Yesterday evening, as I made dinner for me and my son, I got sidetracked in my study. So many emails, direct messages. So many broken hearts reaching out to say thank you. Thank you for writing about it. About him. Junot Diaz. He did the same thing to me. Your strength gives me strength.
On the stovetop, broccoli and cauliflower left to steam. Forgotten.
When I write, time disappears. I forget where I am, who I am, what I am – I become Billy Elliott at his audition, I dunno, it’s like I’m ‘lectricity, yeah, ‘lectricity. That is the beauty of the creative thing, and the danger of the creative thing. It’s why I escaped into writing as a damaged child, because I disappeared in it. It’s why that same damage never quite heals enough to allow me to live in this world in a way that remembers the broccoli, and all my relationships are broccoli. Writing is my blessing. Writing is my curse. It isn’t what I do. It’s what I am. When I am writing, I am writing.
I smelled the burning, and snapped to. Stopped typing and scowling and disappearing. Jumped up. Ran to the kitchen to find the clunky metaphor, slung at me by the orishas. Smoke from the pan, all the water gone, everything green turned to oil, turned to coal, turned to curling shadow ghost. I’d shown him the sprouting thing in me, and he’d asked to take a closer look, with his stiff, solitary, blind wet eye.
I grabbed the pan and put it in the sink, ran cold water over it, a desperate attempt to make that fever go down. And the glass top, the glass top that came with the pan, the one meant for cooking, was too hot then, too hot for that water. And it just…shattered.
Thousands of pieces of glass. It was a beautiful thing to see. First the webbed birthing crunch of the cracks, alerting me to spiderspirit. I turned the water off. But it was too late. The damage had been done. Every little piece of the thing, a thing that had seemed so solid when I bought it, recoiled, bunched back, retreated into its shell. A rain of blood diamonds in the sink, and many of them tumbling down into the garbage disposal.
You think a shatter, a thing like that, will be loud. But sometimes when things shatter, they whisper. Sometimes, they say nothing at all. This shatter was near silent. A murmur. A private tap of intimate rain.
I left the stack of salted stars in the sink, to deal with later, it was too much just then. Too much blatant metaphor. Too much risk. Too much perhaps-bleeding, and last night, more than any other, I needed my hands whole. Last night, more than any other, I needed to know I could keeping hanging on. I wanted to keep typing, without pain or bandages. I was done with that. Done.
I made a salad instead.
This morning, I cleaned up the broken glass. I meditated first, and took the proper Buddhist mindset, where any chore, no matter how disgusting or dangerous, done methodically and with loving kindness, can be a teacher.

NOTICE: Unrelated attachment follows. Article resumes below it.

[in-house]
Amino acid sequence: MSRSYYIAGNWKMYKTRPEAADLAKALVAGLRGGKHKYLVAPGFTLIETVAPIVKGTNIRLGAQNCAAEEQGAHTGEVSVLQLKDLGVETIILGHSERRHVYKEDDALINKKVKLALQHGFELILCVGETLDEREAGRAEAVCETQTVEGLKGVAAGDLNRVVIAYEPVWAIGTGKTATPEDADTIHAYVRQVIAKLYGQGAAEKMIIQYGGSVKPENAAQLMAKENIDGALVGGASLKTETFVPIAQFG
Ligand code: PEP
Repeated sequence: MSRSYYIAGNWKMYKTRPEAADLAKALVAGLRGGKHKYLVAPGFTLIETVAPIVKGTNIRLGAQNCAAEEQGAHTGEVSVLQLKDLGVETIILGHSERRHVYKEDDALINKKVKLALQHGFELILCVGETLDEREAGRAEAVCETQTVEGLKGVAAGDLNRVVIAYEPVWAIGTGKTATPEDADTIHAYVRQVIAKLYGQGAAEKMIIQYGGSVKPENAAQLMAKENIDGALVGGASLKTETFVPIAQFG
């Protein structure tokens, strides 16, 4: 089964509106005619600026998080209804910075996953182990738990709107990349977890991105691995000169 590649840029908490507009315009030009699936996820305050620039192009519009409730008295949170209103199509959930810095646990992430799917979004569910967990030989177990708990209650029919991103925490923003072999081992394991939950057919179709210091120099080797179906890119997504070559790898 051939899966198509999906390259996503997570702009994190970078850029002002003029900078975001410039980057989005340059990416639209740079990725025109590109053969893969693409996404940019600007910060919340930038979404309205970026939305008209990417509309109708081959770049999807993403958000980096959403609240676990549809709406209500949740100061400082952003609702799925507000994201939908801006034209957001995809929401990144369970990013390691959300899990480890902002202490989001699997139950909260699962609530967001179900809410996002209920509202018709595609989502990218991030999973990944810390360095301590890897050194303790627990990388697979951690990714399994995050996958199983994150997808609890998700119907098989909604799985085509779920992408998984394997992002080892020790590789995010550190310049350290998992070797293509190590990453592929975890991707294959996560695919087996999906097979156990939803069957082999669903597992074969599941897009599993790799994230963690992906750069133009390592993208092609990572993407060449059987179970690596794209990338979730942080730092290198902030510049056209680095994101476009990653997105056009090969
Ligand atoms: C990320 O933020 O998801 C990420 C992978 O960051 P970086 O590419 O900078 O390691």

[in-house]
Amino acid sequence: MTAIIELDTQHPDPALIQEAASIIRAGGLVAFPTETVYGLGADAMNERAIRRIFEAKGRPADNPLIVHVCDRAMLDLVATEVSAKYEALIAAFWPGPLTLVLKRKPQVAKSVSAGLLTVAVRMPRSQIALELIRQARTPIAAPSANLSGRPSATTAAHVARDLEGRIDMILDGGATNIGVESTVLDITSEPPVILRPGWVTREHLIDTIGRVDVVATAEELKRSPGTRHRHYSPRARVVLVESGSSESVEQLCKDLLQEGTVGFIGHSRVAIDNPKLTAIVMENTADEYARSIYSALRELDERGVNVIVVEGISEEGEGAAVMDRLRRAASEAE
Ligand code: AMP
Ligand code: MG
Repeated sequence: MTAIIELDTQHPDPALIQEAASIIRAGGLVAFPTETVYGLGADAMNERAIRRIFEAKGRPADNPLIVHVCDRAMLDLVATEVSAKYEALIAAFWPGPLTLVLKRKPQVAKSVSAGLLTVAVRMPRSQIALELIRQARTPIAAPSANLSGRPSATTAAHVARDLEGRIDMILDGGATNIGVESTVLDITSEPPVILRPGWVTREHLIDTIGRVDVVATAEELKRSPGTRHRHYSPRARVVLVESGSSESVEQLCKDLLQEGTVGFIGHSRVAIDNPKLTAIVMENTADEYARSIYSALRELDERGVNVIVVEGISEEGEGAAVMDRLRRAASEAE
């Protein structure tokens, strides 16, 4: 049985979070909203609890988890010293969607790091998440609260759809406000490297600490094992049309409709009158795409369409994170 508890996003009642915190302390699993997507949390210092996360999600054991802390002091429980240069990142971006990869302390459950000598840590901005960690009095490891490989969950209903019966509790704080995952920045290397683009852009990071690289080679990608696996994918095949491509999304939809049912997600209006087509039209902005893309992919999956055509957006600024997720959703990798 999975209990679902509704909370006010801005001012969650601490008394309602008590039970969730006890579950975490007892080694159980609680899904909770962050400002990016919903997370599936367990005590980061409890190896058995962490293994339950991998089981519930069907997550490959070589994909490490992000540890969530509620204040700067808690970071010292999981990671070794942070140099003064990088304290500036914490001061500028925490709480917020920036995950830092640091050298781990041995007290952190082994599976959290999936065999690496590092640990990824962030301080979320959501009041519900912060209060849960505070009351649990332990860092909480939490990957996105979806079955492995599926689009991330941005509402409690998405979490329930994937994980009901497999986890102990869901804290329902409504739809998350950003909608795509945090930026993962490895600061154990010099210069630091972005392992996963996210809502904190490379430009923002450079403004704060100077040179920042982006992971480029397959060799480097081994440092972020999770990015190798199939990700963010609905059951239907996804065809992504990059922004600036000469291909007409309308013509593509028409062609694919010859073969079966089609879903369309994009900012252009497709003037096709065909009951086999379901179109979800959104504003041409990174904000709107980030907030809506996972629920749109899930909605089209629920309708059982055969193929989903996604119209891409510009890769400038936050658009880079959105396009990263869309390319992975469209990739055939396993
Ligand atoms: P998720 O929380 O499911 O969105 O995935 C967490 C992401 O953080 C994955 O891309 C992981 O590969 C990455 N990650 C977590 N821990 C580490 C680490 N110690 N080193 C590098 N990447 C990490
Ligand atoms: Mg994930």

I stood, feet planted and bare, and considered the shards.
The thing about broken glass is – well. It’s the same as the thing about broken people. You want to fix them. If there is anything orderly in you at all, you want this. And in your eagerness to do this, in your race to perfect, you might move too fast, or squeeze too hard. But you must remember this: The broken glass, as the broken person, will retain its shape no matter what. Your fingers, your palms, those soft and helpful things, these will yield. These will open up. These will bleed.
And so I realized a thing. I could do this. This impossible seeming task – clearing a garbage disposal of hundreds of tiny razorboxes of broken glass. I could do this, if my goal was not to fix the problem quickly, or, indeed, to fix the problem at all or, indeed, to see this as a problem, period. It just was. It was a thing that happened. That’s all.
I could do this only if my goal was to preserve my skin, to go slow.
It took two hours. I plucked them up, tweeze-fingered them with loving care, one at a time, mindful of their shape, size, predicament. I observed without judging. I breathed. I slipped my hand into the gooey knifey dark, and felt for the blades of the machine. I flickered my fingers over the fragments in the hole. I did not grab. I coaxed. I did not clutch or pinch. I brushed. One. By. One.
I dealt with it.
I do not wish to say he is blameless. A grown man that smart, that sensitive (in his own way), surely he knows better than to shatter. And yet, he was broken glass, probably because someone, escaping into something, forgot him, too. I do not seek to make excuses for him. But also, I do not seek to do him harm. Glass never breaks with the intention of cutting skin. Glass is unthinking. Breaking is just what glass does. The skin does not call to be cut, but to help. And there you have it.
It was not our fault. And maybe, in some strange way, it was not his fault either. Maybe the essay about his own abuse was true. Maybe he can be a beautiful writer even if he cuts his stories into the leather of our backs. Maybe Wagner was a great composer and still a Nazi. Maybe I, too, was shattered. Maybe I, too, have cut people with my diamonds. No, not maybe. I have. I know this. And I’m sorry.
And maybe I am too old now to despair when glass breaks. Too old to condemn myself for forgetting what fire and ice can do when placed in certain order. Maybe all I want anymore is the slow soft quiet of my own breath at the tip of my nose. Dinner with my son. A sink that works.
I got every last piece of glass out of that dark and dirty hole.
And not one cut.